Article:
Prevalence of nonsuicidal self-injury in nonclinical samples: systematic review, meta-analysis and meta-regression

Swannell, Sarah V., Martin, Graham E., Page, Andrew, Hasking, Penelope and St John, Nathan J. (2014) Prevalence of nonsuicidal self-injury in nonclinical samples: systematic review, meta-analysis and meta-regression. Suicide and Life-Threatening Behavior, 44 3: 273-303. doi:10.1111/sltb.12070

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Author Swannell, Sarah V.
Martin, Graham E.
Page, Andrew
Hasking, Penelope
St John, Nathan J.
Title Prevalence of nonsuicidal self-injury in nonclinical samples: systematic review, meta-analysis and meta-regression
Journal name Suicide and Life-Threatening Behavior   Check publisher's open access policy
ISSN 0363-0234
1943-278X
Publication date 2014-01-15
Sub-type Critical review of research, literature review, critical commentary
DOI 10.1111/sltb.12070
Open Access Status Not Open Access
Volume 44
Issue 3
Start page 273
End page 303
Total pages 31
Place of publication Hoboken, NJ, United States
Publisher John Wiley & Sons
Language eng
Formatted abstract
Published prevalence estimates of nonsuicidal self-injury (NSSI) among nonclinical samples are highly heterogeneous, raising concerns about their reliability and hindering attempts to explore the alleged increase in NSSI over time. Accordingly, the objectives of this study were to investigate the influence of methodological factors on heterogeneity in NSSI prevalence estimates, explore changes over time, and estimate overall international NSSI prevalence. Results showed that methodological factors contributed over half (51.6%) of the heterogeneity in prevalence estimates, and, after adjusting for these factors, NSSI prevalence did not increase over time. Overall, pooled NSSI prevalence was 17.2% among adolescents, 13.4% among young adults, and 5.5% among adults. Clearly, development of standardized methodology in NSSI research is crucial if accurate estimates are desired.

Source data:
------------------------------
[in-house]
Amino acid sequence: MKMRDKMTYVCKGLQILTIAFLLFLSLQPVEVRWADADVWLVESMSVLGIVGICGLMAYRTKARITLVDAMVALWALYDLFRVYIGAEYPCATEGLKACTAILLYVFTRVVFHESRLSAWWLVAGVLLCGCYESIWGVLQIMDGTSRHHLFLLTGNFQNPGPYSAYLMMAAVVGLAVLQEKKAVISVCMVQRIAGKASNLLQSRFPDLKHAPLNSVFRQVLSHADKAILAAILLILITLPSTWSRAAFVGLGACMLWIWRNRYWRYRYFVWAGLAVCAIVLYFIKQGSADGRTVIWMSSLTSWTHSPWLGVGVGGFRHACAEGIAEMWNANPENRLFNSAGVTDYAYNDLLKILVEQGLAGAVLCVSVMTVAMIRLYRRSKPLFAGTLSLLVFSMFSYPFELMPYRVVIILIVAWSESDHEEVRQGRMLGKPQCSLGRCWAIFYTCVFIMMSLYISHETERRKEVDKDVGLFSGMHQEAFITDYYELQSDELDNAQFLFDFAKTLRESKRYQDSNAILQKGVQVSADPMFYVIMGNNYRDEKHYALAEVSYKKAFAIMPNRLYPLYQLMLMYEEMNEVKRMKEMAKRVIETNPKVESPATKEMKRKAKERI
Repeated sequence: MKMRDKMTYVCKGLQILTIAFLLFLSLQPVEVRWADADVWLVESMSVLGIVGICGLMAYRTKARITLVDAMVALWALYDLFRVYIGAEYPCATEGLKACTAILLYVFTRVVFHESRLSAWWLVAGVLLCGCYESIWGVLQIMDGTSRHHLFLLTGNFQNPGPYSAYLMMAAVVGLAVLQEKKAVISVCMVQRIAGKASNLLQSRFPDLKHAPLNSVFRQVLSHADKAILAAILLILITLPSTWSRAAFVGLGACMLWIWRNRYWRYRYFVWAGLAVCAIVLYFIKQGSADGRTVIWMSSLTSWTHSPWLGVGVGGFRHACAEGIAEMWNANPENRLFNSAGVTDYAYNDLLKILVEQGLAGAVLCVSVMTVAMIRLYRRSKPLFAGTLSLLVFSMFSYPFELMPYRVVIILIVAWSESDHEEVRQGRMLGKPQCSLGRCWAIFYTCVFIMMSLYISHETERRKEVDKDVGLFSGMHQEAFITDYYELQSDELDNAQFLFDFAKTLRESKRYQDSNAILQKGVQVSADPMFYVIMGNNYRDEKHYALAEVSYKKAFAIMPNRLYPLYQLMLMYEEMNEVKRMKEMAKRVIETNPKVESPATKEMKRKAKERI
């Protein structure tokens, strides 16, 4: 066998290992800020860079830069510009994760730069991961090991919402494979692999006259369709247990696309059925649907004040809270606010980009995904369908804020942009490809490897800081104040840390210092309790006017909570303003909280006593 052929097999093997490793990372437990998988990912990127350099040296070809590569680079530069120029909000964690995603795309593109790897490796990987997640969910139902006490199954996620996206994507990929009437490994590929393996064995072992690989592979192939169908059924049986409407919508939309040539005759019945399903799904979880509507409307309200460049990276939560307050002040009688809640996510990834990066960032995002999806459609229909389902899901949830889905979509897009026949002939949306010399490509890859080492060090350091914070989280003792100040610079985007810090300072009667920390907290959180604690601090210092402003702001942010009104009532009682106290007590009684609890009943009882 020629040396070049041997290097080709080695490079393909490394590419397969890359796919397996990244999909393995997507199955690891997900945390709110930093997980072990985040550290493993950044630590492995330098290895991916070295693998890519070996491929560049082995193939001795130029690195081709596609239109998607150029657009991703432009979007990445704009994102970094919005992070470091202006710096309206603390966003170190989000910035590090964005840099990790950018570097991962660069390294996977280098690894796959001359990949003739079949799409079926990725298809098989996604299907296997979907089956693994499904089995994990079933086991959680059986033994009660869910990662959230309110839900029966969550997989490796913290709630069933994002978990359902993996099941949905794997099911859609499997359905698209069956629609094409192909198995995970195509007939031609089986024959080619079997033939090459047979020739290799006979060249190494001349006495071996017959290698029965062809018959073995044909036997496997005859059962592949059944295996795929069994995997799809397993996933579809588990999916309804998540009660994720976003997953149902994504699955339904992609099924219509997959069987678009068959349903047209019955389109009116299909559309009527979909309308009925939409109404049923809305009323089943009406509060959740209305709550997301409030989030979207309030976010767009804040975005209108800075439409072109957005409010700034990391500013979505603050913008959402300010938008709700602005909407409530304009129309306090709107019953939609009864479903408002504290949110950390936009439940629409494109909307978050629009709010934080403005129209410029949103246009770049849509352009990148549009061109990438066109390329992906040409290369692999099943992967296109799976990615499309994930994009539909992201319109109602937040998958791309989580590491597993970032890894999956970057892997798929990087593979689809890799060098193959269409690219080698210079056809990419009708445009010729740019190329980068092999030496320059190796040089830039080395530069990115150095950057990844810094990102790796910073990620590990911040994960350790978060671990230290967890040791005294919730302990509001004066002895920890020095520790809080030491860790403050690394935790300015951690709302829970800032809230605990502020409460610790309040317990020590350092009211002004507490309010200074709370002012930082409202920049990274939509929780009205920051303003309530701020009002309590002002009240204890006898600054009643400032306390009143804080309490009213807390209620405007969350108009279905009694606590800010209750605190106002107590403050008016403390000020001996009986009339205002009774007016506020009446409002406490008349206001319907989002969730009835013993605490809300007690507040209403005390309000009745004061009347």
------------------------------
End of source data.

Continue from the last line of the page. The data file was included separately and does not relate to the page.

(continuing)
Q-Index Code C1
Q-Index Status Confirmed Code
Institutional Status UQ
Additional Notes Article first published online: 15 JAN 2014

Document type: Journal Article
Sub-type: Critical review of research, literature review, critical commentary
Collections: Official 2015 Collection
School of Medicine Publications
 
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Citation counts: TR Web of Science Citation Count  Cited 108 times in Thomson Reuters Web of Science Article | Citations
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Created: Tue, 25 Feb 2014, 21:46:21 EST by Sheila Cleary on behalf of Psychiatry - Royal Brisbane and Women's Hospital